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Glaucoma and outer space: What’s the connection?


What if glaucoma is actually a “two-pressure” disease caused by a differential between intraocular pressure (IOP) and cerebrospinal fluid pressure (CSFp)?

Atlanta-What if glaucoma is actually a “two-pressure” disease caused by a differential between intraocular pressure (IOP) and cerebrospinal fluid pressure (CSFp)?

Doctors have known for years that IOP is not the only factor in development or progression of glaucoma and have seen that intracranial pressure (ICP) can affect the optic nerve. If axonal transport is affected by an imbalance between IOP and CSFp, the result could be glaucomatous damage if IOP is high or the CSFp is low, while ocular hypertension may develop if IOP is low and the CSFp is higher, says John Berdahl, MD.         

Both retrospective and prospective studies have supported this theory, according to Dr. Berdahl, who is in private practice in Sioux Falls, SD. But, why does it matter? In short, it could be revolutionary.

“If we can decouple IOP from ICP and get control over either one of them relative to the other,” he says, “we’ve got a whole new way to treat glaucoma, and it’s a redefinition of the disease.”

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Changing pressure with goggles

He explained that if the average IOP, which he prefers to call transcorneal pressure difference, is 16 mm Hg and the average ICP is 12 mm Hg, then the normal translaminal pressure difference is about 4 mm Hg. But if IOP is elevated to 22 mm Hg and the ICP goes down to 9, the translaminal pressure difference would be 13 mm Hg.

“What if we could change the pressure in front of the eye and decrease the pressure by 10? That should translate into the eye, according to Pascal’s law, and take that 22 down to 12. The pressure gradient is only 3, and we’re protecting that eye from glaucoma,” he says.   

His proposal for accomplishing this is to devise goggles that would put a slight vacuum in front of the eye to reduce some of the atmospheric pressure. Glaucoma could then be treated in a nonsurgical, nonpharmacologic, and titratable manner, Dr. Berdahl says.

“We’re pretty sure the physics is on our side,” he says. “Biology isn’t predictable, but physics is.”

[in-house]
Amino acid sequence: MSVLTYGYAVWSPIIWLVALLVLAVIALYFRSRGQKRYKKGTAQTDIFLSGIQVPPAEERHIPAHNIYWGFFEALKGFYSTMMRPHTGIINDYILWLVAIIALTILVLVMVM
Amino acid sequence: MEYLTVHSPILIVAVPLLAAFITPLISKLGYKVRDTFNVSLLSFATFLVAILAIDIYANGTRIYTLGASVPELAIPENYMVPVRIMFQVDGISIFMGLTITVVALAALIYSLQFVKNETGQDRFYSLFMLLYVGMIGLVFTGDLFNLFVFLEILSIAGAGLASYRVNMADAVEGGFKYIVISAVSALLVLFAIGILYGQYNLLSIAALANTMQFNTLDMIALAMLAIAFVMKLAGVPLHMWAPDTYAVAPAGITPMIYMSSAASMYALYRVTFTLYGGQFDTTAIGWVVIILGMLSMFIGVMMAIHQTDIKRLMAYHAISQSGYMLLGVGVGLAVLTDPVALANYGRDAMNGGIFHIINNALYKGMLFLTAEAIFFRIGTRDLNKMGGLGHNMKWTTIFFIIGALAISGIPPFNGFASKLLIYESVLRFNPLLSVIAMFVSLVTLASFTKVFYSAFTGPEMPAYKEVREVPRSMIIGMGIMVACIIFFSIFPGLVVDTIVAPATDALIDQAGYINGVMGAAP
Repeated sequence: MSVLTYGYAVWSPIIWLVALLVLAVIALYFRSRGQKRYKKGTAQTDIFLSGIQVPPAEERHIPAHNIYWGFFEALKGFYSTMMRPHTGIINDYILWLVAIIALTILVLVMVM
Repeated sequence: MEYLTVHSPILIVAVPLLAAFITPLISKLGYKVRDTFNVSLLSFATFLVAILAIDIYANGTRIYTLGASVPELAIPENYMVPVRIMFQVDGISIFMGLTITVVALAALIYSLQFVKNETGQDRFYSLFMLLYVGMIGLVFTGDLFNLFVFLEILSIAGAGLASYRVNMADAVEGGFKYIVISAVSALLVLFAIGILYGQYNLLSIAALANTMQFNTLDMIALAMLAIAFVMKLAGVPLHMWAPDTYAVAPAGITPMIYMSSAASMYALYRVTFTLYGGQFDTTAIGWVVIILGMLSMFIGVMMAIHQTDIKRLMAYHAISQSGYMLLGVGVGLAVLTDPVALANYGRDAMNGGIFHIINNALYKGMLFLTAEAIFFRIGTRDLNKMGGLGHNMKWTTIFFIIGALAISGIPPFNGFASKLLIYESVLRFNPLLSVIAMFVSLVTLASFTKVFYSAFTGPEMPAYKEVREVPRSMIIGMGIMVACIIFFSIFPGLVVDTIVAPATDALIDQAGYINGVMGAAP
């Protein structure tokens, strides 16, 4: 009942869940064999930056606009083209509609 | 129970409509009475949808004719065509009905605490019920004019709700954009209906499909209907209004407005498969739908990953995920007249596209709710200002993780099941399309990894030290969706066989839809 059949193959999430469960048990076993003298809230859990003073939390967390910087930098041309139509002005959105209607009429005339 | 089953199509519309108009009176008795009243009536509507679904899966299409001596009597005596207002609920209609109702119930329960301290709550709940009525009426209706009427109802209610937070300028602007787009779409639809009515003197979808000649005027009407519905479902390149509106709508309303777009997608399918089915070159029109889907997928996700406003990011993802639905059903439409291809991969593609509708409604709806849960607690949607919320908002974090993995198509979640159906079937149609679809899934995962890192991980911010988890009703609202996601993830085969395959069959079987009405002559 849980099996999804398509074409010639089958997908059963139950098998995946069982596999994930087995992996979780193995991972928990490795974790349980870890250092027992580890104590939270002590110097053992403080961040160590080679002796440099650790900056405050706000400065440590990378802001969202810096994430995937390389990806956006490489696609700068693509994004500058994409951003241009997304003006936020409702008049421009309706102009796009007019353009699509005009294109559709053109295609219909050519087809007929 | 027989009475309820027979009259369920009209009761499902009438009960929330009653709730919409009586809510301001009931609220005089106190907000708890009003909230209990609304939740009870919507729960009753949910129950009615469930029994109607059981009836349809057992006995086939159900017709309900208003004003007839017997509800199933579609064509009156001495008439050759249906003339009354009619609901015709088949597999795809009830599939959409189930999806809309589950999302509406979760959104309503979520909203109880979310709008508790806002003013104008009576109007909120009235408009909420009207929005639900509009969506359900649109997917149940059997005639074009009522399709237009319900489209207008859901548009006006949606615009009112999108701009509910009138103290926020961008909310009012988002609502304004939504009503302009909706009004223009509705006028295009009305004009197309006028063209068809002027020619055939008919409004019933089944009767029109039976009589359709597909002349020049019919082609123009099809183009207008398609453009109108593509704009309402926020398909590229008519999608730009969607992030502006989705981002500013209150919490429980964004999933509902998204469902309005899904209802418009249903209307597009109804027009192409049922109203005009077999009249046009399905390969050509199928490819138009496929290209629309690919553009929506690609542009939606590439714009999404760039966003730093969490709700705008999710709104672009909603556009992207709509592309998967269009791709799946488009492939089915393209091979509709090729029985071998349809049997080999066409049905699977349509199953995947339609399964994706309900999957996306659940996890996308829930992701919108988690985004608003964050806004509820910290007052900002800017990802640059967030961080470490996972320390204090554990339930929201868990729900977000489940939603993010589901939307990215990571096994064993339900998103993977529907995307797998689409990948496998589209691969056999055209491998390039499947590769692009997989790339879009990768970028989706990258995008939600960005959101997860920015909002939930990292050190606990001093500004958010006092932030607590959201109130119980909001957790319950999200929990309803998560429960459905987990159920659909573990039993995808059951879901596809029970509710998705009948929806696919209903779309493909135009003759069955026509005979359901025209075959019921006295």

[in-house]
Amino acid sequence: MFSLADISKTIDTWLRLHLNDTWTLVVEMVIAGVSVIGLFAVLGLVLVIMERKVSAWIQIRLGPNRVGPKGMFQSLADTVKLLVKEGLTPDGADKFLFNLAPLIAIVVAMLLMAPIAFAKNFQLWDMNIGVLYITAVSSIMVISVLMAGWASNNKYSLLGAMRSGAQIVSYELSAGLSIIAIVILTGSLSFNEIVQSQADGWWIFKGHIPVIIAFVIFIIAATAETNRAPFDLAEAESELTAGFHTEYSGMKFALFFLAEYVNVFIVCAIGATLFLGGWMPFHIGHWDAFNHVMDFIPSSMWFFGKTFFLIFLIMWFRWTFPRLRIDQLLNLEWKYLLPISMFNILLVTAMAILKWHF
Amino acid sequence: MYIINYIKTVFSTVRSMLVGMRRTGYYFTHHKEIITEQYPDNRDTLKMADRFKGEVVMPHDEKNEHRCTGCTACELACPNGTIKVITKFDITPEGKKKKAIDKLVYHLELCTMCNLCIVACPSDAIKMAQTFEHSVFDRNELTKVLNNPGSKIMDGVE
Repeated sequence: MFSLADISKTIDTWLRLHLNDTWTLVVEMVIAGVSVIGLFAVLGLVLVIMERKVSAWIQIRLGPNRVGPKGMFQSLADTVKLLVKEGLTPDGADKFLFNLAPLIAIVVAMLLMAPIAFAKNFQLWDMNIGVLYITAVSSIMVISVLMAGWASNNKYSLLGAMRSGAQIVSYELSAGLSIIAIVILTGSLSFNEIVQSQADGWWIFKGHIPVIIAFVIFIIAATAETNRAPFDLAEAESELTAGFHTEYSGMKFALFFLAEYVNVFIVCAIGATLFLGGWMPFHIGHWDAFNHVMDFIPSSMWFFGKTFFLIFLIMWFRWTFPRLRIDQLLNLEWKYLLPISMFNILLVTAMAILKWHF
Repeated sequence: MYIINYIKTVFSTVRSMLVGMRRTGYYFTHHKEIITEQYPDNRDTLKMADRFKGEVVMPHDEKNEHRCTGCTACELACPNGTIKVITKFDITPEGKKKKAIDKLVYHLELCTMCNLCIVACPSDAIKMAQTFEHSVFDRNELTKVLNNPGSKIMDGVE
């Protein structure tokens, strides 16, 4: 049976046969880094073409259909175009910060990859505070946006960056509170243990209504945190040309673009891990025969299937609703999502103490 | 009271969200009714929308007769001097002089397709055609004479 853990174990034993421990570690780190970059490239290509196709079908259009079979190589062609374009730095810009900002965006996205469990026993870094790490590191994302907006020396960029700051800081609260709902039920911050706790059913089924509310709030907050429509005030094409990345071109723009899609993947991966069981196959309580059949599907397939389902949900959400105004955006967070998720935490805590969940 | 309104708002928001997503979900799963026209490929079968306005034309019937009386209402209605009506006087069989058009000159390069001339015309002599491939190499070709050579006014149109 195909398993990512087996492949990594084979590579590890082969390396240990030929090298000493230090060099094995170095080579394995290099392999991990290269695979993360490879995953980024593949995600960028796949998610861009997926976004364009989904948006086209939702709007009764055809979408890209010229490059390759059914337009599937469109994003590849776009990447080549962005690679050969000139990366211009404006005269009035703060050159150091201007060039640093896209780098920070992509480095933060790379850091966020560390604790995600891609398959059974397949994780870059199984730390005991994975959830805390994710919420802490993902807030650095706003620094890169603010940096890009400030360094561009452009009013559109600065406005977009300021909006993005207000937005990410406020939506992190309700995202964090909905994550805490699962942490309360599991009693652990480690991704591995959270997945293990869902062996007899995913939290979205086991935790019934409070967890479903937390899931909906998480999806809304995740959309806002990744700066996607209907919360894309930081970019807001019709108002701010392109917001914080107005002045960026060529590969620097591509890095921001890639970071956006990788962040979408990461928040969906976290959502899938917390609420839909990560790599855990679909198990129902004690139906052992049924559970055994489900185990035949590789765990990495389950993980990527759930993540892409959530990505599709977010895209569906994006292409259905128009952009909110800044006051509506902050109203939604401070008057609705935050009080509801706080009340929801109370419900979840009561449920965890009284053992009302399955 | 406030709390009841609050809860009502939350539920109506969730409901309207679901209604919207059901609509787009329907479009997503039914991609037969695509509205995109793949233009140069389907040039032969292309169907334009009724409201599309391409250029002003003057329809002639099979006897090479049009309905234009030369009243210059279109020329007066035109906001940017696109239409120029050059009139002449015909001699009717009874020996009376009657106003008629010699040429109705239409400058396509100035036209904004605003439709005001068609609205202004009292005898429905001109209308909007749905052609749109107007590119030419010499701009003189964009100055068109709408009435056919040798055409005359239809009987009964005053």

Dr. Berdahl proposed two reasons why doctors should care about this theory.

“We’re all eye doctors, and glaucoma is still a leading cause of blindness,” he says. “But if that’s not enough, it matters in case we ever have to get off of this rock.”

Next: Studying the eye in space


Studying the eye in space

Dr. Berdahl says that NASA is studying vision changes and anatomical alterations to the eyes during extended space flights, a pattern of changes officially termed vision impairment and intracranial pressure (VIIP).

The changes associated with VIIP include globe flattening, hyperopic shift, choroidal folds, and optic disc edema. VIIP could be an even more significant concern on potential flights to Mars than it already is on the International Space Station, where an astronaut is in space on average for about six months. Astronauts headed to Mars would spend about six months in flight each way and stay on the planet 18 to 22 months.

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The day that a person sets foot on Mars, targeted for 2030, would be a “unifying moment” for the world, Dr. Berdahl says.

“And if eye doctors can play a small part in this by helping astronauts, I’m in,” he says.        

He is part of a group of experts working with NASA on solving the problems associated with VIIP, which is considered both a health and safety concern, and has also speculated about whether his theoretical goggles would be useful for treating eye problems in zero gravity as well as on earth.           

To that end, Berdahl has started a company to research and test the goggles. While they appear to have a number of advantages, the concerns yet to be resolved include wearability and the need for convincing scientific evidence.

Click here to read all of our SECO 2016 coverage           

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